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Assessing the Impact of Time Spent in Restrictive Housing Confinement on Subsequent Measures of Institutional Adjustment Among Men in Prison

NCJ Number
Date Published
January 2019
10 pages
Since few studies have examined the influence of prison restrictive housing on the involved inmates’ subsequent behavior in prison, the study reported in this article assessed the impact of time spent in restrictive housing confinement on subsequent measures of institutional adjustment among men in prison.
Proponents of the use of restrictive housing for selected prison inmates argue that it is an effective deterrent against inmate antisocial behavior; however, its critics maintain that inmate restrictive housing causes serious psychological damage that increases the risk for inmate non-compliance with prison rules and expectations. The current study did not find any statistically significant link between the number of days an inmate spent in restrictive housing and subsequent measures of his prison misconduct. There was a small, but significant, negative relationship with subsequent placement in restrictive housing. The research and policy implications of these findings are discussed. (Publisher abstract modified)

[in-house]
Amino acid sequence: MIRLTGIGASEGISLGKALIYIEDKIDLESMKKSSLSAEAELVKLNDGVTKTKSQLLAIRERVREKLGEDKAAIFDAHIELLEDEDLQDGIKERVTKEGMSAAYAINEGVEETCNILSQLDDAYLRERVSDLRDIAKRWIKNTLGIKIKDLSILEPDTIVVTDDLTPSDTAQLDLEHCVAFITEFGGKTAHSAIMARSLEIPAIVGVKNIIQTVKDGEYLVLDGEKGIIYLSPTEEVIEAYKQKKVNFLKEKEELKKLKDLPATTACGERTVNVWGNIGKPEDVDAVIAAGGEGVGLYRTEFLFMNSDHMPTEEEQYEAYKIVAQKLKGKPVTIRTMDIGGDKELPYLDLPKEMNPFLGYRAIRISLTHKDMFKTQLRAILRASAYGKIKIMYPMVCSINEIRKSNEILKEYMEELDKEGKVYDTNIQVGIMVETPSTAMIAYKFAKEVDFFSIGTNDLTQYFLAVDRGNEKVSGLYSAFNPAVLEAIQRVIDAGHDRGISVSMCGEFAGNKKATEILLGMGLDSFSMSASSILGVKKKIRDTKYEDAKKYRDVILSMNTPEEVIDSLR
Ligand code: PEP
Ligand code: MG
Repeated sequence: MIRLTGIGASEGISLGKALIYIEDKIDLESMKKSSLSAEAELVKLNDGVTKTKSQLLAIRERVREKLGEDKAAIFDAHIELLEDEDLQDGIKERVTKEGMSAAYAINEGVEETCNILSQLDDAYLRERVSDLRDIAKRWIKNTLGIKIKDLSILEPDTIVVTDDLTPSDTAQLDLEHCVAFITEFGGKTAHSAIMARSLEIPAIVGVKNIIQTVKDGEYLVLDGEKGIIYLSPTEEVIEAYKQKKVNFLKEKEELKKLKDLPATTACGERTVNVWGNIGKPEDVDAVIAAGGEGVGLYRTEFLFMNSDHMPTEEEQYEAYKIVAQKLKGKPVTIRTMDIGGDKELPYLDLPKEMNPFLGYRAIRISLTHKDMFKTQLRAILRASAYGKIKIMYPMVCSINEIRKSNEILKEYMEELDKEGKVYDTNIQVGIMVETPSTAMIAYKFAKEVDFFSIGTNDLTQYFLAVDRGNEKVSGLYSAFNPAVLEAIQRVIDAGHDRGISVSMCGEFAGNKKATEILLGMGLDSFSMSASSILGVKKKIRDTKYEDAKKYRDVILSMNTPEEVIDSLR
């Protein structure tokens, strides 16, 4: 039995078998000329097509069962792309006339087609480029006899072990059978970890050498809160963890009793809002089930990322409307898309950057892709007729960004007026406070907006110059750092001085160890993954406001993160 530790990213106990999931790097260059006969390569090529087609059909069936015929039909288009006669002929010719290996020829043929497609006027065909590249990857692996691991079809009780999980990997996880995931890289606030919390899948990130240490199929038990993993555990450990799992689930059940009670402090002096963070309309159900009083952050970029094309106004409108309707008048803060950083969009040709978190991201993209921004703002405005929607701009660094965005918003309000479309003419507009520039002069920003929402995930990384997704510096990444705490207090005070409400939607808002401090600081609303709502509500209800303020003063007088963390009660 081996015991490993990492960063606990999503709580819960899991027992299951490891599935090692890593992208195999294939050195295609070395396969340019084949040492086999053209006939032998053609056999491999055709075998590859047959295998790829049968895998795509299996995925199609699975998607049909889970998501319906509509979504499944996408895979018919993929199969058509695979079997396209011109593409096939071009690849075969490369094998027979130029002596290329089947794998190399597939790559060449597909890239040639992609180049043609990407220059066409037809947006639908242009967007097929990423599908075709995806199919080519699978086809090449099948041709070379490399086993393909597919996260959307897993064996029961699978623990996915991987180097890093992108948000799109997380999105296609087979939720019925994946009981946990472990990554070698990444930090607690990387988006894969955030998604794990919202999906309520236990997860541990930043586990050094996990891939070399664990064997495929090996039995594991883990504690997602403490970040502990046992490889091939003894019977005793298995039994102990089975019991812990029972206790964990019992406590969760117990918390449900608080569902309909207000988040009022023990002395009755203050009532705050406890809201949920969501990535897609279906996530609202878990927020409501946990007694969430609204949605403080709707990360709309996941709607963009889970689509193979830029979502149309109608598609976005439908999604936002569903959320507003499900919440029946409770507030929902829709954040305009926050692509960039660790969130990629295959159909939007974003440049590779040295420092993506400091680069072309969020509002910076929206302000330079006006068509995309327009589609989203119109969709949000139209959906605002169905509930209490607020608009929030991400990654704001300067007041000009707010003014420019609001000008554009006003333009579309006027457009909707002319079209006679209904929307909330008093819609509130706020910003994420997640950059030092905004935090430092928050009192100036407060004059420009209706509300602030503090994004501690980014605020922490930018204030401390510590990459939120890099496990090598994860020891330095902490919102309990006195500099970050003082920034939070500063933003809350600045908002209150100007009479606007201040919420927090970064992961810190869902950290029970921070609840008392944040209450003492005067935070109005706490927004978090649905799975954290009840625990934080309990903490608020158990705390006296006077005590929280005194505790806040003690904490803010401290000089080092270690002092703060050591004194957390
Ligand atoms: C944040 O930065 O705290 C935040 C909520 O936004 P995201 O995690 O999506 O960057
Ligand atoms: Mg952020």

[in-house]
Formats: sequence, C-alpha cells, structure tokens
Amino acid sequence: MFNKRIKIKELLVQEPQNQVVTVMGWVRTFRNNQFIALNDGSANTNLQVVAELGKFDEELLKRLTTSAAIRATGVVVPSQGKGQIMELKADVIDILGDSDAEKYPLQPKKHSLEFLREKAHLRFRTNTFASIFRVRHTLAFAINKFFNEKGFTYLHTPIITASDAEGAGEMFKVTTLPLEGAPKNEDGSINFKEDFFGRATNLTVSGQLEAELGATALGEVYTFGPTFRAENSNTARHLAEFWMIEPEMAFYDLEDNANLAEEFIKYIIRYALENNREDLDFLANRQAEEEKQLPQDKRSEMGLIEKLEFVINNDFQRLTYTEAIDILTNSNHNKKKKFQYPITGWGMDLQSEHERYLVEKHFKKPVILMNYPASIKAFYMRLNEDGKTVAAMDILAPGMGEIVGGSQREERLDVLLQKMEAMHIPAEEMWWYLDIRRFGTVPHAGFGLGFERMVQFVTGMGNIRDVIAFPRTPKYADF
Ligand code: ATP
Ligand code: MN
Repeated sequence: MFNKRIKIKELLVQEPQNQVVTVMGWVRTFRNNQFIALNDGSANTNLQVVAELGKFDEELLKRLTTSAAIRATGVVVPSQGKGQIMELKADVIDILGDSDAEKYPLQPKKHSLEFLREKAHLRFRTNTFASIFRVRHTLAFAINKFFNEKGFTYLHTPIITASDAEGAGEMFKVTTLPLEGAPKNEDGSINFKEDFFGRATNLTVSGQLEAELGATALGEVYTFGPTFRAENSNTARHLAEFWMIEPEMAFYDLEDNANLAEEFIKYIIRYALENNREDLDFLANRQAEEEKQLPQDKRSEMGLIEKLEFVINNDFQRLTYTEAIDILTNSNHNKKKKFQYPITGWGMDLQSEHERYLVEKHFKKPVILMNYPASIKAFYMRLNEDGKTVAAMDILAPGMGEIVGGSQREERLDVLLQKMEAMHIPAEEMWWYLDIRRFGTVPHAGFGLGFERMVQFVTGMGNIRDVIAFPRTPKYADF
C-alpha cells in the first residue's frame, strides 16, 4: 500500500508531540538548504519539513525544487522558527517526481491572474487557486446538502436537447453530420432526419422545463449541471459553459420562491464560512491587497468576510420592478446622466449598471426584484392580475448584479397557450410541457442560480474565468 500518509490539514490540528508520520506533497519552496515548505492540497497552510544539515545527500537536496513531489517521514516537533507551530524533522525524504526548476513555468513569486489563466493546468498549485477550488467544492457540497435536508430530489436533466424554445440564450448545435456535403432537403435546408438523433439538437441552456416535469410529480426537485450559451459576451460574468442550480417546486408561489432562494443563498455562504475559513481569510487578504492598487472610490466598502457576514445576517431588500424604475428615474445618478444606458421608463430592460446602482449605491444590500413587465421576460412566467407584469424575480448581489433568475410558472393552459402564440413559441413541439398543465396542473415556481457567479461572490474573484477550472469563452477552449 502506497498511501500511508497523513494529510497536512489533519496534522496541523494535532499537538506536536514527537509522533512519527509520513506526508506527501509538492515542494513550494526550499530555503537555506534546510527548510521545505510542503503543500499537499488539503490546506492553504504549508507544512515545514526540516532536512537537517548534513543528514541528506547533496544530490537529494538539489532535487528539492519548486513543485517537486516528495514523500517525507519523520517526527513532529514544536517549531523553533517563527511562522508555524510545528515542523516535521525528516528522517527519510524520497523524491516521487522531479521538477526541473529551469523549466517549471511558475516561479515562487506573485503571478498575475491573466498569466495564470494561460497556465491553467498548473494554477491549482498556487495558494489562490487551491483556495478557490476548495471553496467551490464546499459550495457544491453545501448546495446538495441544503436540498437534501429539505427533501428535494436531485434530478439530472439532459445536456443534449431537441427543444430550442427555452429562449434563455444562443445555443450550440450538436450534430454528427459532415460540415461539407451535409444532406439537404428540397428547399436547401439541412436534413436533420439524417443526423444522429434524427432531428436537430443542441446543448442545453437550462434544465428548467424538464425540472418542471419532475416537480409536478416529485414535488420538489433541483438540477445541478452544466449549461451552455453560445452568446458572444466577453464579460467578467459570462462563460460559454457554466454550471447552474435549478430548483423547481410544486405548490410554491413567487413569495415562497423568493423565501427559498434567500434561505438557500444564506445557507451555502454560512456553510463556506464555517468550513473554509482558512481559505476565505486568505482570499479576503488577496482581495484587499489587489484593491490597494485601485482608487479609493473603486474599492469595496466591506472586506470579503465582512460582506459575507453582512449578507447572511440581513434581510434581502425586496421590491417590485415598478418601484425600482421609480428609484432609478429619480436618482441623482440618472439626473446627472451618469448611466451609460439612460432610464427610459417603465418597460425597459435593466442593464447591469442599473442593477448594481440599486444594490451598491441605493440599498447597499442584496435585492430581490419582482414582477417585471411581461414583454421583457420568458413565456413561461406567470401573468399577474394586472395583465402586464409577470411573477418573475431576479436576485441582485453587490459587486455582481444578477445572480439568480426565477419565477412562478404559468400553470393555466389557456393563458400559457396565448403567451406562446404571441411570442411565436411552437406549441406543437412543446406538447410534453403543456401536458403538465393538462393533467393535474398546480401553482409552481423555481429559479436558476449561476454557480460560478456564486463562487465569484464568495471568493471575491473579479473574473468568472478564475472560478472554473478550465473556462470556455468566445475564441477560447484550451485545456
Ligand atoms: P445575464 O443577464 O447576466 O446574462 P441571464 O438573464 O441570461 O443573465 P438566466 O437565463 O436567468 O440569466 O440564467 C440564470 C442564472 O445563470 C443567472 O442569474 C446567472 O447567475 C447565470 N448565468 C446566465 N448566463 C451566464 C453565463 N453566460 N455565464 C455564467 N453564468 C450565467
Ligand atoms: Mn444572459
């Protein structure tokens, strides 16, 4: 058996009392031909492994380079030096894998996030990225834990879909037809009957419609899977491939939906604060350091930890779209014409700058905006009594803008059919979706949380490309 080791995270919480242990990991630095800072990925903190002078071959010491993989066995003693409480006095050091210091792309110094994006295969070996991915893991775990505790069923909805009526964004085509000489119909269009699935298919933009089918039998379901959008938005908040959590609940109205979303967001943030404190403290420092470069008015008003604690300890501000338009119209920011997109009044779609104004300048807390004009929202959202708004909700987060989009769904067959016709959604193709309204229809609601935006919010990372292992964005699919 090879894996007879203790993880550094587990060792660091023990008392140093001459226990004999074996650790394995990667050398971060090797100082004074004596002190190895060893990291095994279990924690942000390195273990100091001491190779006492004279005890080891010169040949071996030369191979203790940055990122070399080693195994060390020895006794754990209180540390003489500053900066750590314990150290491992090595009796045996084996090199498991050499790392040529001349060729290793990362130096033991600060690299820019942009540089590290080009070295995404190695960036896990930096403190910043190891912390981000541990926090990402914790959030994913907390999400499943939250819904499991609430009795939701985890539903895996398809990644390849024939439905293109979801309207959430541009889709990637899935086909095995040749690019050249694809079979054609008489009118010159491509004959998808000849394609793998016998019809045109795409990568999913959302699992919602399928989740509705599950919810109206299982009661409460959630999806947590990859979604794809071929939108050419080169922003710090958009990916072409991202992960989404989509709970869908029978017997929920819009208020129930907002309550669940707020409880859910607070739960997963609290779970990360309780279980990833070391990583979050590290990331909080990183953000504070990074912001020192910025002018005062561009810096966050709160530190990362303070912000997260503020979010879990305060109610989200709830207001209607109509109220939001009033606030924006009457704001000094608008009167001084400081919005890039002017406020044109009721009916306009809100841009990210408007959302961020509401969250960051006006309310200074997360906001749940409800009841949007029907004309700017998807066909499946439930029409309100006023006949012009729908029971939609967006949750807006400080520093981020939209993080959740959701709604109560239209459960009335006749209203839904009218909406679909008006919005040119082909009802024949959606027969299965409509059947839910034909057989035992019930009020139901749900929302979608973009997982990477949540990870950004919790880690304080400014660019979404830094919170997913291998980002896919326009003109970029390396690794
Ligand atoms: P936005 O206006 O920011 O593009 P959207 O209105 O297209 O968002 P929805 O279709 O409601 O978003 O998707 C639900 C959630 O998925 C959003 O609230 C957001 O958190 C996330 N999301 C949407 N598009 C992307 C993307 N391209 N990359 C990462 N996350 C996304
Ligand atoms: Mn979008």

Date Published: January 1, 2019